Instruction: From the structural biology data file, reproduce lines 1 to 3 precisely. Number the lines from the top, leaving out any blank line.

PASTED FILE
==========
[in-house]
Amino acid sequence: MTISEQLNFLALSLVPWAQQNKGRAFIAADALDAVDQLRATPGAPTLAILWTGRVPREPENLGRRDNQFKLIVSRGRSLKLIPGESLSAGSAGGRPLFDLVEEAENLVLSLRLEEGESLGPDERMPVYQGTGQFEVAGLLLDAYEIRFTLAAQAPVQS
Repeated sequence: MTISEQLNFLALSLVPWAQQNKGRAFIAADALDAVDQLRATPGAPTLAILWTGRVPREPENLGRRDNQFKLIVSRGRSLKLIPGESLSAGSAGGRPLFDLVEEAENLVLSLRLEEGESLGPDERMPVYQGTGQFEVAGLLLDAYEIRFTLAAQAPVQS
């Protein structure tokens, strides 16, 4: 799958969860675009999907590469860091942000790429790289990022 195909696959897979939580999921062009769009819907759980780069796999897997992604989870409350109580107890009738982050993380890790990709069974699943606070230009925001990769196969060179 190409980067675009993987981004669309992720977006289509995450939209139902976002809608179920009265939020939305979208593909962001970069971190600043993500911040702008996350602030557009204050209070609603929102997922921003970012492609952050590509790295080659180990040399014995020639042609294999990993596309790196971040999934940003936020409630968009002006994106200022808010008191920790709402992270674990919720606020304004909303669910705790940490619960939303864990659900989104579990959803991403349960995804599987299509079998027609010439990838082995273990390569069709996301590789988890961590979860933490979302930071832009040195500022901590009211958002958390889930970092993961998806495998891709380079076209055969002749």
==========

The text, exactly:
[in-house]
Amino acid sequence: MTISEQLNFLALSLVPWAQQNKGRAFIAADALDAVDQLRATPGAPTLAILWTGRVPREPENLGRRDNQFKLIVSRGRSLKLIPGESLSAGSAGGRPLFDLVEEAENLVLSLRLEEGESLGPDERMPVYQGTGQFEVAGLLLDAYEIRFTLAAQAPVQS
Repeated sequence: MTISEQLNFLALSLVPWAQQNKGRAFIAADALDAVDQLRATPGAPTLAILWTGRVPREPENLGRRDNQFKLIVSRGRSLKLIPGESLSAGSAGGRPLFDLVEEAENLVLSLRLEEGESLGPDERMPVYQGTGQFEVAGLLLDAYEIRFTLAAQAPVQS